Brendan Keogh continues his A Sum of Parts series on Binary Domain by looking at the gimmick that his the trust system and how integral to the game. Robert Rath concludes his look at Conflict Minerals in the gaming industry by explaining the progress and the setbacks.
Cameron Kunzelman writes “On Final Fantasy VIII” in twelve points on what it’s about and what it does. There are also lots of screenshots.
Mary Goodden at God is a Geek, wrote a character study of Francis “York” Morgan from Deadly Premonition and how the game connects to Lynch’s works Twin Peaks and Mulholland Drive.
Jordan Rivas has a post about Skyrim and Self Deception.
We, gamers, are perhaps the most skilled self deceivers on the planet. That in and of itself is not good or bad. We can only ascertain it’s value or danger as individuals, because it will vary from person to person. We have to measure the result by how we use this skill.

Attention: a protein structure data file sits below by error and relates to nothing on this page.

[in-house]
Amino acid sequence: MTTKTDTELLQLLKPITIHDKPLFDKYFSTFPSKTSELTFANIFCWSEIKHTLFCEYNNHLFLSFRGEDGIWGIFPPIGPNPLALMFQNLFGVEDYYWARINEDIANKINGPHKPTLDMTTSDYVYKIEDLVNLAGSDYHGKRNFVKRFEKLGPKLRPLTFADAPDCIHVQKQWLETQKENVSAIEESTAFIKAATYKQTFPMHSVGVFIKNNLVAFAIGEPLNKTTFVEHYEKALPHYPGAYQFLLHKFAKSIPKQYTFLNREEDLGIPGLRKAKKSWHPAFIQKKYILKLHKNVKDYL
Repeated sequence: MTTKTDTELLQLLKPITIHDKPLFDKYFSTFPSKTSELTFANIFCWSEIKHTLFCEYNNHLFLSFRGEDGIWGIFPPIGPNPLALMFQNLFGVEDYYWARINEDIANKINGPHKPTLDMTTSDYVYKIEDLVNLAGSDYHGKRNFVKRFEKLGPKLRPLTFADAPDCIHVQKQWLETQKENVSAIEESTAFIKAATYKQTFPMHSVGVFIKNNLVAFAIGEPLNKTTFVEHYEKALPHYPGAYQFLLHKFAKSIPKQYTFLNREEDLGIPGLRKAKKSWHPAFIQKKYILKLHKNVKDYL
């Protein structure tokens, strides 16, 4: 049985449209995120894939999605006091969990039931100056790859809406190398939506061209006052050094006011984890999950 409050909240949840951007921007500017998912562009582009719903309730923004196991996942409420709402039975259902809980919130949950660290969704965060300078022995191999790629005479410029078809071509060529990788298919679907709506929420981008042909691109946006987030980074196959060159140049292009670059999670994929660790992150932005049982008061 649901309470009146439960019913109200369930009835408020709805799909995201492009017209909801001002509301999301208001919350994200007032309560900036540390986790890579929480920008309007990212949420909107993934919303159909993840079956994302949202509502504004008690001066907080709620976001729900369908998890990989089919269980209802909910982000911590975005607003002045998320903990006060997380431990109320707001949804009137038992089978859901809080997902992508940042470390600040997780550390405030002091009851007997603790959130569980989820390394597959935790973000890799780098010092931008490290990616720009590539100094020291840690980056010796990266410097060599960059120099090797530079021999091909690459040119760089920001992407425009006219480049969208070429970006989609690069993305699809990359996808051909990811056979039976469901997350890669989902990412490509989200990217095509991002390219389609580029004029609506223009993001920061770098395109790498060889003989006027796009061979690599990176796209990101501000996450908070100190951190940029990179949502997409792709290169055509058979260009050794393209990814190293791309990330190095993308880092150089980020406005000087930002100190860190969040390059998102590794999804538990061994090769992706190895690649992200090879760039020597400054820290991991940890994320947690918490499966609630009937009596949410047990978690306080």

Leigh Alexander is at it again with a letter series, only this time with Quintin Smith on Gamasutra. They discuss Dyad.
Mattie Brice talks about the strange new iOS phenomenon Boyfriend Maker at The Border House.
Daniel Joseph has posted this video that, in his words, “addresses the political ramifications of the shift in production of videogames for oppositional froups known as ‘Counterpublics.'”
Edge has a piece on the opera level of Hitman: Blood Money that has some interesting class and performance implications.
And speaking of Hitman, remember that whole kerfuffle with the stripper nuns being killed in the Hitman: Absolution trailer several months ago. Well Carol Pinchesfsky of Forbes decided, now that the game is out, to interview an actual former stripper. If nothing else, it’s entertaining.